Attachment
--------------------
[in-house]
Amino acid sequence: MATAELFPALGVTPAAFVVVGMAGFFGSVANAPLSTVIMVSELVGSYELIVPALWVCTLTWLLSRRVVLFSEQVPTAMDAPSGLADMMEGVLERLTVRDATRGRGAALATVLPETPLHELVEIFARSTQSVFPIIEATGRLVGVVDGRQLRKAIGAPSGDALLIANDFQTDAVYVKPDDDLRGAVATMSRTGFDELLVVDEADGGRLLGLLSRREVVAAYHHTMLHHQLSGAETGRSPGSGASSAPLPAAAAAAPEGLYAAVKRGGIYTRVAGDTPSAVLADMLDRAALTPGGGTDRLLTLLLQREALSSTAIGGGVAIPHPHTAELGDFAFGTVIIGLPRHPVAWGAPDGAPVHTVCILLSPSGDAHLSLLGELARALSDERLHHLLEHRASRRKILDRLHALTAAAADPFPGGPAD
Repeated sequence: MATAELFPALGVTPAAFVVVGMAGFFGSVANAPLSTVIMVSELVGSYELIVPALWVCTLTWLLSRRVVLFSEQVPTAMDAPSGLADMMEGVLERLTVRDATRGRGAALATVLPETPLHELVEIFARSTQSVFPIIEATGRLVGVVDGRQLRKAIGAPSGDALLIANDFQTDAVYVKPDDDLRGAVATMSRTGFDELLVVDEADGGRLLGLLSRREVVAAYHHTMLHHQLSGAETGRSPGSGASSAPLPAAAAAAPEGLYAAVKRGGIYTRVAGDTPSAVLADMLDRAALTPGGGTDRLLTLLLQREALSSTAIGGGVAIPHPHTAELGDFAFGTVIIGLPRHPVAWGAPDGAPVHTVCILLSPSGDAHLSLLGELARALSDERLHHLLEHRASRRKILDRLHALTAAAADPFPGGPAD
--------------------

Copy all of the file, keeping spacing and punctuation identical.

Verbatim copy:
[in-house]
Amino acid sequence: MATAELFPALGVTPAAFVVVGMAGFFGSVANAPLSTVIMVSELVGSYELIVPALWVCTLTWLLSRRVVLFSEQVPTAMDAPSGLADMMEGVLERLTVRDATRGRGAALATVLPETPLHELVEIFARSTQSVFPIIEATGRLVGVVDGRQLRKAIGAPSGDALLIANDFQTDAVYVKPDDDLRGAVATMSRTGFDELLVVDEADGGRLLGLLSRREVVAAYHHTMLHHQLSGAETGRSPGSGASSAPLPAAAAAAPEGLYAAVKRGGIYTRVAGDTPSAVLADMLDRAALTPGGGTDRLLTLLLQREALSSTAIGGGVAIPHPHTAELGDFAFGTVIIGLPRHPVAWGAPDGAPVHTVCILLSPSGDAHLSLLGELARALSDERLHHLLEHRASRRKILDRLHALTAAAADPFPGGPAD
Repeated sequence: MATAELFPALGVTPAAFVVVGMAGFFGSVANAPLSTVIMVSELVGSYELIVPALWVCTLTWLLSRRVVLFSEQVPTAMDAPSGLADMMEGVLERLTVRDATRGRGAALATVLPETPLHELVEIFARSTQSVFPIIEATGRLVGVVDGRQLRKAIGAPSGDALLIANDFQTDAVYVKPDDDLRGAVATMSRTGFDELLVVDEADGGRLLGLLSRREVVAAYHHTMLHHQLSGAETGRSPGSGASSAPLPAAAAAAPEGLYAAVKRGGIYTRVAGDTPSAVLADMLDRAALTPGGGTDRLLTLLLQREALSSTAIGGGVAIPHPHTAELGDFAFGTVIIGLPRHPVAWGAPDGAPVHTVCILLSPSGDAHLSLLGELARALSDERLHHLLEHRASRRKILDRLHALTAAAADPFPGGPAD